Meet 61-year-old gulag grave researcher and Soviet crime truth teller Yury Dmitriyev. Dmitriyev is a member of Russia’s oldest human rights group, Memorial, that has tirelessly worked to expose Soviet repression of deaths behind the Iron Curtain last century. Here’s more on the group:
The Human Rights Center’s mission is to promote general respect and observance of human rights and fundamental freedoms both in the Russian Federation and in other states.The HRC “Memorial” sets the following aims and tasks*: observing of human rights and fundamental freedoms execution; giving publicising and giving reliable information about considerable violations of human rights and fundamental freedoms; attracting the attention of public governmental and international institutions to these kind of violations; conducting and supporting of research aimed at the study of serious human rights violations; assisting with observance of humanitarian law and the peaceful resolution of conflicts under the conditions of military conflicts; assistance with the adoption by power holding structures of legal acts correspondent to international rules in the domain of human rights observance; theoretical and practical enlightenment of human rights and humanitarian law.*
He and his wife adopted a young girl, then age 3, and documented her progress from malnourished to healthy. Per Guardian, experts have assessed the photos and found nothing contentious about them. Dmitriyev himself was adopted as a child. As for the firearm, Dmitriyev’s supporters are confident that his crime of “owning parts of a non-working hunting rifle” is a stretch too far. As of this writing, over 31,000 people signed a petition calling for the patently false charges against him to be dropped.
Using detailed documents uncovered in KGB archives, Dmitriev was able to piece together the location where Stalin’s execution squads killed and buried more than 9,500 people from 1937 to 1938. The documents contained the dates and names of those killed, as well as the executioners’ names. During the next two decades, Dmitriev worked meticulously to document every victim’s story.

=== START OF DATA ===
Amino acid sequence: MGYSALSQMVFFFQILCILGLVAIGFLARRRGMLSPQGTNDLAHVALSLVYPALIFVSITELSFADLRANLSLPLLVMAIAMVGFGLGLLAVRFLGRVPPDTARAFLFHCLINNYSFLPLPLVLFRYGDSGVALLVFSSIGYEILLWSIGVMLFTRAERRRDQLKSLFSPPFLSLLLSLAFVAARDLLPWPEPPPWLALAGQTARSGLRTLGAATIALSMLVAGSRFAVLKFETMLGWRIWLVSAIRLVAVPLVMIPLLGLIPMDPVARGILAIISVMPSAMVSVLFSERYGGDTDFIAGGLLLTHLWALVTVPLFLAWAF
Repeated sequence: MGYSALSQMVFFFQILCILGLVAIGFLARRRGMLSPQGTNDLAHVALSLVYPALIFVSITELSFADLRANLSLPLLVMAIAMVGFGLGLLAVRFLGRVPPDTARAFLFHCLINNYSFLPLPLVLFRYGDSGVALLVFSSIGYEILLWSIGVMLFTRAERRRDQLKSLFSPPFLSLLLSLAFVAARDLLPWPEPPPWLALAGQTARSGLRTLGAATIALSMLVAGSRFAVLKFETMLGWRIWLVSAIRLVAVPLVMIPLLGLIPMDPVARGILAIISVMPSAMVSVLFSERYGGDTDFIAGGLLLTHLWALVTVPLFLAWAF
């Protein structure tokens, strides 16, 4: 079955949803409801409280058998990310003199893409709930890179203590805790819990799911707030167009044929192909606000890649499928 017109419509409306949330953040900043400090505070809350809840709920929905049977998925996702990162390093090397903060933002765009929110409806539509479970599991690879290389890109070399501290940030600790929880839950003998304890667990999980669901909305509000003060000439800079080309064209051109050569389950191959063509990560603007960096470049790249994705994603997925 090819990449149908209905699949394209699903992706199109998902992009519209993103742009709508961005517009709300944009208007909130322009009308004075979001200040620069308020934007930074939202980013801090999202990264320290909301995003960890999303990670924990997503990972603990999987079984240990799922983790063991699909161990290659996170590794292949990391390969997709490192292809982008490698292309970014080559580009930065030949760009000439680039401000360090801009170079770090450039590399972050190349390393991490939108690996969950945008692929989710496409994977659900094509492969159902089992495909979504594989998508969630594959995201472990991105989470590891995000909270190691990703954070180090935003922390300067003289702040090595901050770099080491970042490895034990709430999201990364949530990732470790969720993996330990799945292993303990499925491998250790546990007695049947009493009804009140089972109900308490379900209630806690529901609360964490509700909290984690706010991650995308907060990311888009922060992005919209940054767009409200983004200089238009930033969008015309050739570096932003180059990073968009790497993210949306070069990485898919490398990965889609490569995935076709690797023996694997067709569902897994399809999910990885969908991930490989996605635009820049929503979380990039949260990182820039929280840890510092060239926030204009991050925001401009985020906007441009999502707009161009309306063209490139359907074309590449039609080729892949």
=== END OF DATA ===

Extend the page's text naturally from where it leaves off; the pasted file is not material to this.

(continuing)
Today, Sandarmokh, as the site became known, is a memorial to the people of more than 60 nationalities buried here, including those from Norway, Finland, Poland, Ukraine and Russia.
Located near the Solovetsky islands, the birthplace of the gulag, the Karelia region in north-west Russia is where tens of thousands of prisoners were shot or died digging the infamous White Sea canal for Stalin’s first five-year plan. As an aide to a regional official, Dmitriyev first began searching for their graves after being summoned to deal with remains uncovered by an excavator at a military base in 1988.
Soon he began trying to identify victims of the mass executions, which were carried out covertly. During the brief period when secret police archives were opened up in the 1990s, Dmitriyev managed to read thousands of execution orders into his tape recorder. He could then try to match each group of skeletons he found to a specific order.
If I had the opportunity to meet this gentleman, I would happily thank him for attempting to bring justice to the victims of Stalin’s crimes. This stuff — the silencing of dissidents, the imprisonment of those who challenge revisionist history, or persecution of those who wish to reform Russia — is what the American press should be up in arms about. Where were they when Putin assumed office in 2000? (Most likely excusing his actions.) They should start caring about combating revisionist history in that nation, not instigating war with a tyrant like Putin by delegitimizing Trump’s election. Like Trump or not, you’re stuck with him. Deal with it.
For those unaware about modern-day Russia, there is a resurgence of Neo-Sovietism in the country being propped up by the Kremlin and Vladimir Putin. (I wrote about this in great detail at Townhall several years ago.) In June, Stalin was rated the “most outstanding figure in world history” by the Levada Center with 38 percent–followed by current president Vladimir Putin at 34 percent. Approximately 1,600 people were polled. Also in June: Putin sat down in an interview with Oliver Stone and said that the “excessive demonization” of Stalin is a “means of attacking the Soviet Union and Russia.
If you’re only outraged about the Kremlin’s behavior since Election 2016, your concern is disingenuous at best–especially if you’ve excused Soviet crimes in the past. Challenging orthodoxy in that country–especially holding Russia’s government accountable for denying its past crimes against humanity under Soviet rule – is grounds for punishment, imprisonment, and yes, even death, in the modern day.
This is the real Russia story. Start covering it.